The Berkeley Heights Mayor, Bob Woodruff along with the Berkeley Heights Township Council have spoken out publicly multiple times about their distaste of transparency in the form of the Open Public Meetings and Open Public Records Acts ( OPRA and OPMA). They also have refused to publicly read the Berkeley Heights Sunshine Act, an ordinance written and presented by a group of Berkeley Heights Residents to promote transparency in Berkeley Heights. It was presented to them in a request to be added to the Council Meeting Agenda.
The Mayor and Council have also shown their distaste for public participation through initiative and referendum by rejecting a request from over 15% of the voters in the last General Assembly Election to put the $28,000,000 bonding on the ballot for the residents to vote on.
Thereby it comes as no surprise that the Berkeley Heights Clerk, appears per her own statements, to be acting under the recommendations from the Township Lawyer, has rejected the Berkeley Heights Sunshine Act. These actions are grossly inappropriate for an initiative and referendum which is a directly requested by the residents of Berkeley Heights.
It is clear that the residents are asking for additional transparency while the Mayor and Council are trying to reduce transparency. Initiative and Referendum is a right afforded to New Jersey Residents for around a century.
At any time, the Mayor and Council can choose to read the Berkeley Heights Sunshine Act, discuss it publicly, and vote on it. They can even negotiate. But rather than do so, they seem to prefer to look for excuses and technicalities to disallow the residents to have any say in the Township Process.
In an abundance of caution I have remediated the signature requirements and am re-submitting to the clerk with nearly the maximum number of signatures allowed without bringing it to a special election.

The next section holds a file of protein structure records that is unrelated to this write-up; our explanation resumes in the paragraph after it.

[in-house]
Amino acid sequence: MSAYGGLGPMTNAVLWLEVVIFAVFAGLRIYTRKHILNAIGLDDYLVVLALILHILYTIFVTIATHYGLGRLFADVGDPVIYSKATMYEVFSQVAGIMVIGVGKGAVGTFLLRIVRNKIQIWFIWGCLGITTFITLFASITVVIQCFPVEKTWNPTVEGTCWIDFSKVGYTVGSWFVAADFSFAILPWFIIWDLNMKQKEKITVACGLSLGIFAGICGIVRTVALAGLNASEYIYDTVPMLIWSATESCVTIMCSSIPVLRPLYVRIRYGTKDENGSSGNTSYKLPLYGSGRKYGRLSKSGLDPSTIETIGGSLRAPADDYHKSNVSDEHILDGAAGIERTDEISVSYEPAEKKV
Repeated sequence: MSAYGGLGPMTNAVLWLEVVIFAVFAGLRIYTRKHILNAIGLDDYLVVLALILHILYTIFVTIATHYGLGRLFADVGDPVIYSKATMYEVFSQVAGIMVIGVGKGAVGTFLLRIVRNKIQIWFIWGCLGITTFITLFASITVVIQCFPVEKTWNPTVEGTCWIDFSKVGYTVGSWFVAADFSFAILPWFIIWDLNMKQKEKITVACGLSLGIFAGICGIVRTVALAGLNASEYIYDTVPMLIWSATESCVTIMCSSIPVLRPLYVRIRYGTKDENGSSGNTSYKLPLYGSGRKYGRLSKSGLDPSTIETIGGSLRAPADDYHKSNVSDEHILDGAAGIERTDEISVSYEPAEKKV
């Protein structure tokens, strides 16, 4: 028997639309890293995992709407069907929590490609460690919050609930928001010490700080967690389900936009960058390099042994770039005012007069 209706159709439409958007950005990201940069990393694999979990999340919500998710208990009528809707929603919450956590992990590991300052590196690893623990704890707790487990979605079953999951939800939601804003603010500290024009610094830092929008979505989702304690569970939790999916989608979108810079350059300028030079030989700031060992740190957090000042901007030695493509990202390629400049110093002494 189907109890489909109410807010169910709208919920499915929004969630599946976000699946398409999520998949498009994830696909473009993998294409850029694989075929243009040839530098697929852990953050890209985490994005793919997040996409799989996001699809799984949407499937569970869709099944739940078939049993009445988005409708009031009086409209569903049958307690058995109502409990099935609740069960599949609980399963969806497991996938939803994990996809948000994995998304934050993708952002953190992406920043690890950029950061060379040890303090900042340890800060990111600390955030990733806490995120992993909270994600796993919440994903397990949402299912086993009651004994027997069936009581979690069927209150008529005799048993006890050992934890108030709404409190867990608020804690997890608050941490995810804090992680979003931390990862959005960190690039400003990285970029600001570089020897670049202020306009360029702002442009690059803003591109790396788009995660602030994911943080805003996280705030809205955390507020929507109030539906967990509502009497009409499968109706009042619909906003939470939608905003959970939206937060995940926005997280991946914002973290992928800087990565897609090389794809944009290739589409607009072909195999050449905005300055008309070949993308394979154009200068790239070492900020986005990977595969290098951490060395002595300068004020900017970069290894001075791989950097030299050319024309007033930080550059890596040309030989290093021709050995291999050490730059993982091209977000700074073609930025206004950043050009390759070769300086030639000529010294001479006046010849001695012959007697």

The Berkeley Heights Sunshine Act is now back in the Hands of the Town Clerk. 40:69A-187 is explicit about the limited responsibilities of the Town Clerk for Faulkner I&R:
“All petition papers comprising an initiative or referendum petition shall be assembled and filed with the municipal clerk as one instrument. Within twenty days after a petition is filed, the municipal clerk shall determine whether each paper of the petition has a proper statement of the circulator and whether the petition is signed by a sufficient number of qualified voters. After completing his examination of the petition, the municipal clerk shall certify the result thereof to the council at its next regular meeting.”
It is inappropriate for the Mayor, Council or Township Attorney to interfere with her role in certifying these signatures. Their prejudices about transparency should not influence or coerce the role of the Clerk in performing her duties.
In any case, there is really no excuse for the Council to NOT read this publicly. The Council should just put aside their distaste of transparency and add the Berkeley Heights Sunshine Act to the meeting agenda, publicly read it and let us have true open public discussion on it.